News / Africa

Southern Kordofan Lawmakers Quit Sudan's National Assembly

Sudanese President Omar al-Bashir, third right, talks at the National Assembly in Khartoum, Sudan, July 12, 2011
Sudanese President Omar al-Bashir, third right, talks at the National Assembly in Khartoum, Sudan, July 12, 2011
John Tanza

Three Southern Kordofan members of National Assembly in Khartoum have resigned, citing the humanitarian crisis in their constituencies as the sole reason for stepping down. Amar Amoun who heads the committee on transport and communication in the assembly said villages in Southern Kordofan are being bombed daily, civilians are living in caves and exposed to hunger and diseases.

He said his visit to Dilling county in Southern Kordofan State exposed what he called a ‘’humanitarian disaster ’’. Amoun said the ruling National Congress Party is responsible for the widespread destruction in villages under the control of the Sudan People’s Liberation Army-northern sector.  He said he was touched by the suffering of his people and hence tended his resignation in protest.

Violence erupted in Southern Kordofan in the aftermath of disputed legislative and gubernatorial elections, whose result was declared in favor of the ruling National Congress Party’s candidate Ahmed Haroun.  Sudan People’s Liberation Movement (SPLM) northern sector's candidate, Abdul Aziz al-Hilu, then alleged the votes were rigged in favor of Haroun and vowed not respect the results.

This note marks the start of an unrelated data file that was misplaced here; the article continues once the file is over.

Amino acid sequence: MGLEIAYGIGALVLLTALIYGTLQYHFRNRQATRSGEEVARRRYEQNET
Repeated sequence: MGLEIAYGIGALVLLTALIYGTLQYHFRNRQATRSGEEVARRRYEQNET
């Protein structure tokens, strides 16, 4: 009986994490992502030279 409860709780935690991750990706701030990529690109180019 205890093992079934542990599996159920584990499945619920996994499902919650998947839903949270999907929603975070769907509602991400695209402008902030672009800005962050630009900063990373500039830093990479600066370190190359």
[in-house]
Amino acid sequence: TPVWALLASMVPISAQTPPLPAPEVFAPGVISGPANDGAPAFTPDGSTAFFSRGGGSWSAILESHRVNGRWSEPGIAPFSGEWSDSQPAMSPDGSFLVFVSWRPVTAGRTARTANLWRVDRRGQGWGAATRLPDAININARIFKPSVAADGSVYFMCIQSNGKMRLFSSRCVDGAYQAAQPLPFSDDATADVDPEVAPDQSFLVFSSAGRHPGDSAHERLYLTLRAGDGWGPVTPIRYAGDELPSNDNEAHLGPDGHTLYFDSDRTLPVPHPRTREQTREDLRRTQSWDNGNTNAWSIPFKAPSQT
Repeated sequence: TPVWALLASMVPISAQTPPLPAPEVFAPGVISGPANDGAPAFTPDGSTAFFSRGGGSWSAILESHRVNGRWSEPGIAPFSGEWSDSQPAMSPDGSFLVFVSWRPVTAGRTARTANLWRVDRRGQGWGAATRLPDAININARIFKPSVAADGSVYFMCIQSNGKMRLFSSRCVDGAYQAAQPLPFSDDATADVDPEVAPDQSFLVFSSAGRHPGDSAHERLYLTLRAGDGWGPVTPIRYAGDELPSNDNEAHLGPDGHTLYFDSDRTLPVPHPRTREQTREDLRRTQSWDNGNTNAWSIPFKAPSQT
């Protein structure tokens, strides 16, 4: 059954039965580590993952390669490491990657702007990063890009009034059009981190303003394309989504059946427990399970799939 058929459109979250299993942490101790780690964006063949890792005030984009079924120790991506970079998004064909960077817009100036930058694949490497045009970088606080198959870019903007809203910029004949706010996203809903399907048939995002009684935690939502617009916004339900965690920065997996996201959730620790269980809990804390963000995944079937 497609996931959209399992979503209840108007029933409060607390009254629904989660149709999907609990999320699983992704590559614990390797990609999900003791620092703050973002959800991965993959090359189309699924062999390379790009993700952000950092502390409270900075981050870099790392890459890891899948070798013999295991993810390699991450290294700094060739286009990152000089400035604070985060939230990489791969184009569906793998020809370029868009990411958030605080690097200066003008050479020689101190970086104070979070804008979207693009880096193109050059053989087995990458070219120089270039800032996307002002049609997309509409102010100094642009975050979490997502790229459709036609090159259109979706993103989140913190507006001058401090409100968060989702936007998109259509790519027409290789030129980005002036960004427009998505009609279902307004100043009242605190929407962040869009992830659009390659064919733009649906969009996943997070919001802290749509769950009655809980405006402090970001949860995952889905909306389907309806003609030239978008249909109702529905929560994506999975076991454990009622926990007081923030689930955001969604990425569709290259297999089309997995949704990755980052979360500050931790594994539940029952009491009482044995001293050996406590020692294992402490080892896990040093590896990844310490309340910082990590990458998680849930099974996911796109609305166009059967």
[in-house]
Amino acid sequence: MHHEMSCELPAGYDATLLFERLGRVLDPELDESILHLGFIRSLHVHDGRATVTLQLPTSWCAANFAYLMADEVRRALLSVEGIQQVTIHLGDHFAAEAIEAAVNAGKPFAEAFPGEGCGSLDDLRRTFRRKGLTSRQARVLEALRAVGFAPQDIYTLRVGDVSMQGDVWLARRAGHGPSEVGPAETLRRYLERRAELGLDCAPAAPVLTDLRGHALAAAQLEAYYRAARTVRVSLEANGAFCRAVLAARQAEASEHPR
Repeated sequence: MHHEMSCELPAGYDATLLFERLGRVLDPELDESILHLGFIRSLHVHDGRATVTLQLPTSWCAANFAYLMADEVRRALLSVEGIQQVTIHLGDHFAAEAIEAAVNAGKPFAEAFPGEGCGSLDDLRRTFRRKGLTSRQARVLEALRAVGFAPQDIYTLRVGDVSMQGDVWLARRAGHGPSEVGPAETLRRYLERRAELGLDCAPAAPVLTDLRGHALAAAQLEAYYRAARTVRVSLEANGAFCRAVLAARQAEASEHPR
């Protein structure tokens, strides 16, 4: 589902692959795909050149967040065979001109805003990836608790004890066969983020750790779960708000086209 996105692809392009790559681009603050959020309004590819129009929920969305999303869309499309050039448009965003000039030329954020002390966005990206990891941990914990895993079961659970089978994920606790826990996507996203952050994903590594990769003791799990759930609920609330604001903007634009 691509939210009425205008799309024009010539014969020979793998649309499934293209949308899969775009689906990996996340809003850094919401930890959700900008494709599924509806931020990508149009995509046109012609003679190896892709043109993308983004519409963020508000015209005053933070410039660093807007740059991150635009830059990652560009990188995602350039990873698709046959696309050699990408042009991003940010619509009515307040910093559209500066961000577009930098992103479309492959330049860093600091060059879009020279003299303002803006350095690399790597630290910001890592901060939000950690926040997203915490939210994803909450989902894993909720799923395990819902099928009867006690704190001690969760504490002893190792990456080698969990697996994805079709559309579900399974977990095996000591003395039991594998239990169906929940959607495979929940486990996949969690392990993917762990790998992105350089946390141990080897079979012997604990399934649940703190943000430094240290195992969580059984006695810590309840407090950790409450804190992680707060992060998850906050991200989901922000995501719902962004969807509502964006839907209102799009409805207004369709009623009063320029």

Human rights organization and international aid agencies have since been denied access to the area and the UN and other aid organizations report massive displacement of civilians and reported government arrest and summary executions of members of the SPLM-northern sector. The Sudan government maintains that it has the capacity to assist the people affected by the conflict in the area.

Amar Amoun’s resignation along with another two lawmakers is the first reaction by national politicians from Southern Kordofan.  Two months ago, Daniel Kodi, a veteran SPLM-north member attempted to mediate between Abdul Aziz Al Hilu and President Omar Al Basir.  Kodi's mediation efforts were ignored by  President Bashir and other leaders within the National Congress Party.

Listen: John Tanza Interview with Amar Amoun, former Southern Kordofan member of parliament.

You May Like

Karzai's Legacy: Missed Opportunities?

Afghanistan's president leaves behind a much different nation than the one he inherited, yet his legacy from 13 years in power is getting mixed reviews More

Video Secret Service Chief Under Fire for White House Security Breach

Julia Pierson faces tough questions from lawmakers after recent intrusion at White House, says: 'It is clear that our security plan was not executed properly' More

Frustrated, Liberian Students Want Ebola Fight Role

Thousands have volunteered to go to counties, rural villages to talk to people in their language about deadly virus More

This forum has been closed.
Comments
     
There are no comments in this forum. Be first and add one

Featured Videos

Your JavaScript is turned off or you have an old version of Adobe's Flash Player. Get the latest Flash player.
Malaysia Struggles to Stop People Joining Jihadi
X
Mahi Ramakrishnan
September 30, 2014 2:16 PM
Malaysian authorities say militant groups like the so-called "Islamic State" have used social media to entice at least three dozen Malaysian Muslims to fight in what they call "jihad" in Syria and Iraq. As Mahi Ramkrishnan reports from Kuala Lumpur, counterterrorism police are deeply worried about what could happen when these militants return home.
Video

Video Malaysia Struggles to Stop People Joining Jihad